Before European settlement, the area now called South Melbourne featured a single hill (where the Town Hall now stands) surrounded by swamps.
The Hill was a traditional social and ceremonial meeting place for Aboriginal tribes.
The area was first settled by Europeans in the 1840s and became known as Emerald Hill.
During the Victorian Gold Rush of 1851 a tent city, known as Canvas Town was established.
Land sales at Emerald Hill began in 1852 and independence from Melbourne was granted in 1855, with Emerald Hill becoming the first municipality other than Geelong, to be declared in the colony (the town's motto ?In Ordine Primum?, means 'first in the field')
The new town developed rapidly. In 1870 Emerald Hill became a borough, by 1872 was proclaimed a Town. The South Melbourne Town Hall was built during this time, and designed in suitable grandeur to evoke the city's booming status. In 1883 and Emerald Hill became a city, changing its official name to South Melbourne.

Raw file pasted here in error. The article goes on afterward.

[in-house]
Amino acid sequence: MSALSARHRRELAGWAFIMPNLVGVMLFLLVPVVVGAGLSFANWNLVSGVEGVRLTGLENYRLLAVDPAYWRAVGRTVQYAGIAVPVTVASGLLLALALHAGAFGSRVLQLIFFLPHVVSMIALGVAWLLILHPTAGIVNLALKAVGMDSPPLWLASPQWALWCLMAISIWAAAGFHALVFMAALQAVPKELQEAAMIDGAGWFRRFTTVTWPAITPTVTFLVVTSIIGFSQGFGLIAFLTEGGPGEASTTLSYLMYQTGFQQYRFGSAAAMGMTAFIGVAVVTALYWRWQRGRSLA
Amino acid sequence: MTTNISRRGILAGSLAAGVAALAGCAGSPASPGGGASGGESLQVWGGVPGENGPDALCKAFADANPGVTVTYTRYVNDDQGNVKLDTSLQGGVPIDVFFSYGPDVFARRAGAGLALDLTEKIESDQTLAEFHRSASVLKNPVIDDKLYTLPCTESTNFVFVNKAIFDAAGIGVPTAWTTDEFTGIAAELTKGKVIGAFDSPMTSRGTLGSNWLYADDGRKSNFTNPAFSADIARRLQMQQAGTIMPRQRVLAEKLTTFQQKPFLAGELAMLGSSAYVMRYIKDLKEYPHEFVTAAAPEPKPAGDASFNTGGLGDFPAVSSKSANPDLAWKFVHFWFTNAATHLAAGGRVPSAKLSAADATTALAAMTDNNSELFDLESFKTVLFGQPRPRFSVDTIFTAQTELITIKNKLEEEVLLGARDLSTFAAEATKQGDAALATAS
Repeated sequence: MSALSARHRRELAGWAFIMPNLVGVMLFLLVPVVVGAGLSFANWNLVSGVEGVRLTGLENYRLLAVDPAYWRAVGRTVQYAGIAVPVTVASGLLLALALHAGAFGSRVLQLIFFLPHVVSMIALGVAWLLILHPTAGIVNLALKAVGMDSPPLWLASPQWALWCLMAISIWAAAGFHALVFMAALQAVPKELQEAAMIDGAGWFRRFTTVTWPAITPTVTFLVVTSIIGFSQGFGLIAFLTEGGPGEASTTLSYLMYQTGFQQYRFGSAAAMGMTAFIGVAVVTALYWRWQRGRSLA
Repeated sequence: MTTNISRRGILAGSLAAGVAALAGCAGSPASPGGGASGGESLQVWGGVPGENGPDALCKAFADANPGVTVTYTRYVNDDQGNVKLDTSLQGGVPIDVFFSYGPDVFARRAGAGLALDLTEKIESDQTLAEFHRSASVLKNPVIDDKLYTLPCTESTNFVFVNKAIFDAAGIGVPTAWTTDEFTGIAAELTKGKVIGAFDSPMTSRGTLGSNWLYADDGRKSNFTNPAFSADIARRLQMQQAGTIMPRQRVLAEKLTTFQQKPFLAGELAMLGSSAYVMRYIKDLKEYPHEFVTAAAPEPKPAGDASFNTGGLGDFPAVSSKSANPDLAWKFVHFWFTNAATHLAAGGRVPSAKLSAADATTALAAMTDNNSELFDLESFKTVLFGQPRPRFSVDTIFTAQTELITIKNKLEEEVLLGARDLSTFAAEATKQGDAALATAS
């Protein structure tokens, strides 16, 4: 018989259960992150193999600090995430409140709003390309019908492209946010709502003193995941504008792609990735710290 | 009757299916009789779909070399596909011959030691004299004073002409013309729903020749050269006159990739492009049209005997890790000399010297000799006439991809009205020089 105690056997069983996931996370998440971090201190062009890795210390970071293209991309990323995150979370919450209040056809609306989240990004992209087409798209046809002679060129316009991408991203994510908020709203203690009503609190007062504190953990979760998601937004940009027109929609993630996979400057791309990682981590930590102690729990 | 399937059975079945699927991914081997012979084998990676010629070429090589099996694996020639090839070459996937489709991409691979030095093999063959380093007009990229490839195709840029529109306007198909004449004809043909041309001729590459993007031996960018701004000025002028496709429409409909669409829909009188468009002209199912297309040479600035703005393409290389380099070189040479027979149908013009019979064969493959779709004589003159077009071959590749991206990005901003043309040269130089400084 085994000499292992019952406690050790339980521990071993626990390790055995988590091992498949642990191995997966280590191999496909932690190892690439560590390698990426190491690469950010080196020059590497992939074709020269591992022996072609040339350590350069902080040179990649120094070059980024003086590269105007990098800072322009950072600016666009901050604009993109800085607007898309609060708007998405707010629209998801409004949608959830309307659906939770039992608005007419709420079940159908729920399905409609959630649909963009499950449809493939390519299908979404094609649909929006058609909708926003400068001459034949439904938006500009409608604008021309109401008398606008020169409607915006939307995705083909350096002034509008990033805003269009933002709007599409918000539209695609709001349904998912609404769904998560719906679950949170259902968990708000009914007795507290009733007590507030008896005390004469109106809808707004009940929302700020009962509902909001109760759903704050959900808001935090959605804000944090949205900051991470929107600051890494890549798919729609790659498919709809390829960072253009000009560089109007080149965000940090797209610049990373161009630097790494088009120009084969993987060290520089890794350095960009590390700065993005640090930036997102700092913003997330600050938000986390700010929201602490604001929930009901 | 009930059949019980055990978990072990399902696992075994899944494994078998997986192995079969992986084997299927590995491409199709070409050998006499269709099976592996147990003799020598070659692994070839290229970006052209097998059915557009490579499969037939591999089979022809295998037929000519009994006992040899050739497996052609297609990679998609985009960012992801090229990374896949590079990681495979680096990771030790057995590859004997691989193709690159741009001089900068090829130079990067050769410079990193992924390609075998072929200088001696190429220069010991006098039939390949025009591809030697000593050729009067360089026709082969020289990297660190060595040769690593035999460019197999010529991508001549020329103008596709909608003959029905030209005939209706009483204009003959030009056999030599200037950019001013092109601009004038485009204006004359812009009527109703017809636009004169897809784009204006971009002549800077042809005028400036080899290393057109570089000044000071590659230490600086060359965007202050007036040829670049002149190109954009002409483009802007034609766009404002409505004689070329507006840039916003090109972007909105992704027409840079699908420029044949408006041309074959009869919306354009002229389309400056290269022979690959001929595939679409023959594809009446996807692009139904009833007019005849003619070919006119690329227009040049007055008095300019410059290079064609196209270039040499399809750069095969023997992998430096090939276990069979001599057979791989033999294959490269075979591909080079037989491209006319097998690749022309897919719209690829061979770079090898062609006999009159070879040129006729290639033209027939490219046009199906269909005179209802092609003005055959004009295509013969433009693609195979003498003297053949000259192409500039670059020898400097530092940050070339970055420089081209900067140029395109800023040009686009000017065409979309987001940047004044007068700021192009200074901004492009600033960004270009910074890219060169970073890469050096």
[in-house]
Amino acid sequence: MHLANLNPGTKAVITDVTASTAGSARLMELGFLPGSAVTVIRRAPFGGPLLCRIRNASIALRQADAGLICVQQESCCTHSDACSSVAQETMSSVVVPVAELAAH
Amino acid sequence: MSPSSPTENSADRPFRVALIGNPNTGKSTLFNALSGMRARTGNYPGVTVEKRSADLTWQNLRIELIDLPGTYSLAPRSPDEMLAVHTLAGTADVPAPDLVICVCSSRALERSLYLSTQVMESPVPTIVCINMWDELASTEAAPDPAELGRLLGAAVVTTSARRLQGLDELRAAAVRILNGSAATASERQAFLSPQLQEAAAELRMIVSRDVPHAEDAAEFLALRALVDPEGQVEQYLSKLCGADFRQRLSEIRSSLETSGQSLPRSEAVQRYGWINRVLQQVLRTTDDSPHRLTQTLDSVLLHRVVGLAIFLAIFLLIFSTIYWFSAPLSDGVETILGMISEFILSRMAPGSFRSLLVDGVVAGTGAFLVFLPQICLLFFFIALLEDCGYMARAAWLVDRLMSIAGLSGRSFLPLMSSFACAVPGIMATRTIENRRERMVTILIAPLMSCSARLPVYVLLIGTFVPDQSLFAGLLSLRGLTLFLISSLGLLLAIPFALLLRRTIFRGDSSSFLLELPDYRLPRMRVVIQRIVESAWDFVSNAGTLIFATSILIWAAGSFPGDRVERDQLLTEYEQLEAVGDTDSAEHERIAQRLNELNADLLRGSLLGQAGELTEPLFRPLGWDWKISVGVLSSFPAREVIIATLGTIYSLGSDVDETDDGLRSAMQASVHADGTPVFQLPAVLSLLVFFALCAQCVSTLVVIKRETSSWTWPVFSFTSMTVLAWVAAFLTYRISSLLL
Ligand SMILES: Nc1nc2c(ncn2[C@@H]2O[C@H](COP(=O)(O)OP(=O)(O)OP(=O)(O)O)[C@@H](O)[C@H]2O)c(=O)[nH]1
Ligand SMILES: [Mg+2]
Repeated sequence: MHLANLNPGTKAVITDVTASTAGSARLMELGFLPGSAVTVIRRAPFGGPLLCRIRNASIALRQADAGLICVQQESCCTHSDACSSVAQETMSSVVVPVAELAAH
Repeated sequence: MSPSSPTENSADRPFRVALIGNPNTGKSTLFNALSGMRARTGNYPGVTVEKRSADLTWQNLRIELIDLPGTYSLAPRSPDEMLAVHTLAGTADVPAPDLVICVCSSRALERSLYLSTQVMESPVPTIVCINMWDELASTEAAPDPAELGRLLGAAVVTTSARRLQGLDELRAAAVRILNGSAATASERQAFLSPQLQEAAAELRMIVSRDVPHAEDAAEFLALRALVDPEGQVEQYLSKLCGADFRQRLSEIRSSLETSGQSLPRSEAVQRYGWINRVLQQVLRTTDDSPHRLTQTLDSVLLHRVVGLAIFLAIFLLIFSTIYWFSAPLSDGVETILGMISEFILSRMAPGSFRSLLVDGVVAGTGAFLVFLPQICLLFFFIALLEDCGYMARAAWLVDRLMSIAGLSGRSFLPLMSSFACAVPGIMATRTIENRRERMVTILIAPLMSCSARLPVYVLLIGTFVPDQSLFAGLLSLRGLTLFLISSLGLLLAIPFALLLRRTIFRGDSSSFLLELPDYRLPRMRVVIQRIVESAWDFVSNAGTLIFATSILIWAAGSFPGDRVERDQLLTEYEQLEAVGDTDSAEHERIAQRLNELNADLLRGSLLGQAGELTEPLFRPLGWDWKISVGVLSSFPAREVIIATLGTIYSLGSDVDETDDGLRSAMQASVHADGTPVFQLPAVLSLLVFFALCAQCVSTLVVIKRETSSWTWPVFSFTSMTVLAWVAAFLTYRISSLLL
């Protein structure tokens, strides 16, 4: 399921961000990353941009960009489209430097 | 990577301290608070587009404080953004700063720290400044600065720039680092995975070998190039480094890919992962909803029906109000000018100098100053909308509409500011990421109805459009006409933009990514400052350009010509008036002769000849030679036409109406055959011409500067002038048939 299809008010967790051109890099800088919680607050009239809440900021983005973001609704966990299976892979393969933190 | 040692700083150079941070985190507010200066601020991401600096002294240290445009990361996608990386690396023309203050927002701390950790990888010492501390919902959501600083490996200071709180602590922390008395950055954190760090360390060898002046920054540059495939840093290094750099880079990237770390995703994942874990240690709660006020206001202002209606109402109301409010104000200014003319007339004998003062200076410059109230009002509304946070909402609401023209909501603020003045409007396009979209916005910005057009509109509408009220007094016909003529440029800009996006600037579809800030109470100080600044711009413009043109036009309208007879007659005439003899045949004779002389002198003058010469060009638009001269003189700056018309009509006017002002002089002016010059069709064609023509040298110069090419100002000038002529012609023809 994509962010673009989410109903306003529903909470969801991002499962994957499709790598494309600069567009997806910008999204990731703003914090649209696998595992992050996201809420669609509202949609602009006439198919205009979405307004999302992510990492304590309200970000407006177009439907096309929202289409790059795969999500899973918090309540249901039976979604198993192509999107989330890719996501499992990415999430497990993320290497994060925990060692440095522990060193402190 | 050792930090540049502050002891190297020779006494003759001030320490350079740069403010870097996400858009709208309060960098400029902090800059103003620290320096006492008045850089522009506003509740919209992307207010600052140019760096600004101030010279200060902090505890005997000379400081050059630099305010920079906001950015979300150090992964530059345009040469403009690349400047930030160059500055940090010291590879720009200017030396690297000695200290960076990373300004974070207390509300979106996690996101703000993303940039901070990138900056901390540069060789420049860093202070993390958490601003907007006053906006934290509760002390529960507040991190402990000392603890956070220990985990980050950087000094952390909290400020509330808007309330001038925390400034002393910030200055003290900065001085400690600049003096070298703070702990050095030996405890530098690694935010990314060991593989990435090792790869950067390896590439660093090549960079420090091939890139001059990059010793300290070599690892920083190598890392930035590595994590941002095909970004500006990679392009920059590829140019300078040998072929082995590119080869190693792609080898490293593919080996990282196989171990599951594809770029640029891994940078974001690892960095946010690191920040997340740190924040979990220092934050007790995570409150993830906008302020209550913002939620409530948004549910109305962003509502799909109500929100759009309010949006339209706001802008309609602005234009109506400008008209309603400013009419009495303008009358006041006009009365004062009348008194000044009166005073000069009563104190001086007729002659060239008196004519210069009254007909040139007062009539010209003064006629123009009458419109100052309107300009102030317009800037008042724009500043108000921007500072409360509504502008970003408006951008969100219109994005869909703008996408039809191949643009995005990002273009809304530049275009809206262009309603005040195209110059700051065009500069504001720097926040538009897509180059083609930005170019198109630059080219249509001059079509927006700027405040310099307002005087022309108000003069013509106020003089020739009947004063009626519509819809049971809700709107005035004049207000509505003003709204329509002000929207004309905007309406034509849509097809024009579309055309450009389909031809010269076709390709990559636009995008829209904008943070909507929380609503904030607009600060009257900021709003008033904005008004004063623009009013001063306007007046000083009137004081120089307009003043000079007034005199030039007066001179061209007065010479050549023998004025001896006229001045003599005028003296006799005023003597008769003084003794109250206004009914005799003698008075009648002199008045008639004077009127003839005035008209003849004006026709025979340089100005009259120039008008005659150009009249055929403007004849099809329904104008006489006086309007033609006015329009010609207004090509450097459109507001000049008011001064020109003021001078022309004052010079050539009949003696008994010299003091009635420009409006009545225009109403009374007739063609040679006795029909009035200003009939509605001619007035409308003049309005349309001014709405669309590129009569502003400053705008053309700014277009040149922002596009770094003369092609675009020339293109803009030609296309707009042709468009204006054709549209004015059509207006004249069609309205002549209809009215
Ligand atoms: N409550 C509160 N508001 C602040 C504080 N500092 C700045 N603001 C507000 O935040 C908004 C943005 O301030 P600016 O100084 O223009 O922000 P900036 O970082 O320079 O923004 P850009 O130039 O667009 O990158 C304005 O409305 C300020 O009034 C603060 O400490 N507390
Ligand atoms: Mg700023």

South Melbourne experienced a decline in the 1950s as Melbourne sprawled outwards. Like many other Melbourne inner city suburbs, during the 1960s the Victorian Housing Commission stepped in and erected several hi-rise public housing towers, the tallest and largest of which, Park Towers is in South Melbourne. The result was an injection of migrants adding to the multicultural flavour of the area.
In the 1980s, South Melbourne experienced one of Melbourne's biggest waves of gentrification. Many of the terrace homes were restored and renovated and a new middle class moved in. As a result of the development of Southbank in the 1990s, Clarendon Street has become one of the highest rental yielding commercial streets in the entire city of Melbourne, attracting many of the residents from the apartment buildings to shop.